Carey Bell, the symphony’s principal clarinetist since 2007, says he’s waited a long time to play the Danish composer’s 1928 concerto. He’ll get his chance this week at Davies Symphony Hall, when the symphony performs the work. The orchestra’s conductor laureate Herbert Blomstedt conducts the program, which also includes Schubert’s Symphony in C Major, “The Great.”
Bell, an Oregon native who held principal positions previously with the San Francisco Opera Orchestra and the Syracuse Symphony, calls Nielsen’s concerto “a work of extremes.”
Nielsen, inspired after hearing a performance by the Copenhagen Wind Quintet in the early 1920s, decided to write a piece for each member of the group. He began with a flute concerto, then turned to the quintet’s clarinetist, Aage Oxenvad — a brilliant musician who was by all accounts an extremely odd individual.
“He was a man of wild mood swings,” Bell says, “known for being sweet one moment and kind of terrifying the next. Nielsen makes that a cornerstone of the Clarinet Concerto.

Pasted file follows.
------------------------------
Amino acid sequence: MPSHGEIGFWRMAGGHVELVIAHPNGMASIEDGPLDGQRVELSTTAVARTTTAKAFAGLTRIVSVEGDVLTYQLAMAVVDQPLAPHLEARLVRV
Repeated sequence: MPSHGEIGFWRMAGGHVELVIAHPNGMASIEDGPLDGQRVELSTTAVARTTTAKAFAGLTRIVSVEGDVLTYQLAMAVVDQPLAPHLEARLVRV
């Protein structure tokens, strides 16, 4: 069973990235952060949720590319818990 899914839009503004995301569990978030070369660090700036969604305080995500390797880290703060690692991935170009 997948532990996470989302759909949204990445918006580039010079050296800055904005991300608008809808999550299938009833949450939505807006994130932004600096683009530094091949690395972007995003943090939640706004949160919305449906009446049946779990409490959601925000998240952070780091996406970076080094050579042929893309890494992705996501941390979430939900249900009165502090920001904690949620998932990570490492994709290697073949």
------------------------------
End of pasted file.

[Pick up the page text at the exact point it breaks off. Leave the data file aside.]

“Over and over, you’re confronted with a very childlike simplicity that leads to this manic, almost psychotic, much more confrontational music. At the end there’s this kind of wistfulness — or maybe regret. The piece goes back to the original theme, which is basically the clarinetist saying, ‘I’m sorry — I meant to keep it sweet the entire time.’”
The concerto was one of Nielsen’s late-life works, and Bell says its aggressive music is a product of the era.
“He was hearing all this new music by Stravinsky and Strauss, and I think this was his attempt to be one of those modernists. Like many composers who had one foot in the 19th century and one in the 20th, they were all coming to terms with the modernity and brutality of the time. Of course, Nielsen goes his own very unique way.”
The symphony has performed the Clarinet Concerto only once before, in 1989, with Blomstedt conducting and Richard Stoltzman as soloist.
Bell says playing it with Blomstedt — whose San Francisco Symphony recordings of Nielsen’s symphonies are among the finest ever made — is a rare opportunity. “I’ve always wanted to play it, but at the right time, with the right forces,” he says. “I couldn’t ask for a greater honor than to play it with the man who understands Nielsen’s music so well.”
IF YOU GO
San Francisco Symphony
Conducted by Herbert Blomstedt with soloist Carey Bell
Where: Davies Symphony Hall, 201 Van Ness Ave., S.F.
When: 2 p.m. Thursday and Sunday, 6:30 p.m. Friday, 8 p.m. Saturday
Tickets: $15 to $156
Contact: (415) 864-6000, www.sfsymphony.org